The full-length genome of CUK18 was 5,107 bp long. Phylogenetic analysis was performed to evaluate the genetic relationships between the HBoV CUK18 strain and 20 reference strains. Following the analysis of the full-length sequences, CUK18 was found to cluster with three HBoV2A strains: Nsc10-N386, UK-648, and W153 (Figure 1). CUK18 exhibited the highest similarity to the HBoV2A strain Nsc10-N386 from Russia (Table 2). The nucleotide similarity between the two strains was 99.2%. The CUK18 strain was therefore classified into the HBoV2A genotype.

Phylogenetic analysis of the complete genome sequences of HBoV CUK18 and reference strains. Representative strains are referred to by “genotype strain country (detection year)”. The closed circle indicates the novel HBoV CUK18 strain analyzed in this study.
Figure 1. Phylogenetic analysis of the complete genome sequences of HBoV CUK18 and reference strains. Representative strains are referred to by “genotype strain country (detection year)”. The closed circle indicates the novel HBoV CUK18 strain analyzed in this study.

The nucleotide sequences of the three large ORFs (NS1, NP1, and VP1/VP2) of the HBoV strains were compared (Figure 2A). In the analysis of the NS1 sequence, CUK18 again clustered with the three HBoV2A reference strains, with similarities ranging from 98.7% to 99.0% (Table 2). In contrast, similarities between CUK18 and the other 17 reference strains ranged from 74.2% to 98.1%. In the analysis of the NP1 gene, several nucleotide substitutions were found between the HBoV2A and HBoV2B strains. The NP1 nucleotide sequences of the four HBoV2A strains and two HBoV2B strains (CU54TH and LZFB080) were clustered together. When comparing CUK18 with the 20 reference strains, the nucleotide similarity of the NP1 gene ranged from 75.8% to 99.7% (Table 2). With respect to the ORF3 sequence, which encodes for the VP1 and VP2 genes, CUK18 and the three HBoV2A reference strains (Nsc10-N386, UK-648, and W153) clustered together, with similarities ranging from 99% to 99.5% (Figure 2A). In contrast, the CUK18 strain exhibited low sequence similarity with the five HBoV1 strains (CBJ030, HZ1402, KU3, Mty1117, and P214) with values ranging from 78.5% to 79.0% (Table 2). The nucleotide sequence similarities of CUK18 with the other 12 reference strains ranged from 87.1% to 96.2% for ORF3.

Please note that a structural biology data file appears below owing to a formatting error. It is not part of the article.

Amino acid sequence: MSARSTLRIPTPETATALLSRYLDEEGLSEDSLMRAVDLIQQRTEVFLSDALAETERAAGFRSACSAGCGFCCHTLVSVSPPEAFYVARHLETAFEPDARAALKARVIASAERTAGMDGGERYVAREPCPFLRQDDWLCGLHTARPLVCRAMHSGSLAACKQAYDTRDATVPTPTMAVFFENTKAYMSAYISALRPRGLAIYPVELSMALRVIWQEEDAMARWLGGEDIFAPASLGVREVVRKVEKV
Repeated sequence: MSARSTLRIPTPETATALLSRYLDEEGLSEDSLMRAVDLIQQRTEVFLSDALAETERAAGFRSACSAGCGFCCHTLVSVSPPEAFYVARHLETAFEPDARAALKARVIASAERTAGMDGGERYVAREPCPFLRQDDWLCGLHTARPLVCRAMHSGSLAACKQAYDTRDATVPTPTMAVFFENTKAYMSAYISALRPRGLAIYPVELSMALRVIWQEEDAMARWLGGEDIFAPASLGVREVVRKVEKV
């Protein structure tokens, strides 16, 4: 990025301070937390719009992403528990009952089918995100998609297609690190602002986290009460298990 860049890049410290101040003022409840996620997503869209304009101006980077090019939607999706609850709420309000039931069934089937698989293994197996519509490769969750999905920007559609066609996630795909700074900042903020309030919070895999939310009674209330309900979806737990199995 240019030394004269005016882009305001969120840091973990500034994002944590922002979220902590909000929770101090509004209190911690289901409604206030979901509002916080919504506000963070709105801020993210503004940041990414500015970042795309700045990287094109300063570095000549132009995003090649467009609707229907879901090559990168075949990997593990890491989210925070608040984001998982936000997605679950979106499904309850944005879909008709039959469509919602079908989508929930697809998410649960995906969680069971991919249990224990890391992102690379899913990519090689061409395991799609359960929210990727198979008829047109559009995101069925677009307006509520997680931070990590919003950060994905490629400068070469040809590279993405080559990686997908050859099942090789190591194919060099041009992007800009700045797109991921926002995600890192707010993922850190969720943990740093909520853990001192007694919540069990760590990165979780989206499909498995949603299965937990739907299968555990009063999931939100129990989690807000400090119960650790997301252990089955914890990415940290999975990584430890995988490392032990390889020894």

Phylogenetic analysis of the nucleotide (A) and amino acid (B) sequences of NS1, NP1, and VP1 of HBoV CUK18 and reference strains. Representative strains are referred to by “genotype strain”. Closed circles indicate the novel HBoV CUK18 strain analyzed in this study.
Figure 2. Phylogenetic analysis of the nucleotide (A) and amino acid (B) sequences of NS1, NP1, and VP1 of HBoV CUK18 and reference strains. Representative strains are referred to by “genotype strain”. Closed circles indicate the novel HBoV CUK18 strain analyzed in this study.

The amino acid sequences of the three large ORFs (NS1, NP1, and VP1/VP2) of the HBoV strains were compared (Figure 2A). In the analysis of the NS1 sequence, CUK18 again clustered with the three HBoV2A reference strains, with similarities ranging from 99.5% (Table 2). In contrast, similarities between CUK18 and the other 17 reference strains ranged from 74.3% to 99.2%. The NP1 amino acid sequences of the four HBoV2A strains and two HBoV2B strains (CU54TH and LZFB080) were clustered together. When comparing CUK18 with the 20 reference strains, the amino acid similarity of the NP1 gene ranged from 69.8% to 100% (Table 2). With respect to the ORF3 sequence, which encodes for the VP1 and VP2 genes, CUK18 and the three HBoV2A reference strains (Nsc10-N386, UK-648, and W153) clustered together, with similarities ranging from 99.4% to 99.9% (Figure 2A). In contrast, the CUK18 strain exhibited low sequence similarity with the five HBoV1 strains (CBJ030, HZ1402, KU3, Mty1117, and P214) with values ranging from 79.7% to 80% (Table 2). The amino acid sequence similarities of CUK18 with the other 12 reference strains ranged from 90.3% to 98.8% for ORF3. Among the HBoV2A strains, there was a 100% similarity in NP1 and NS1 genes, but there was a difference in similarity in VP1/VP2 genes.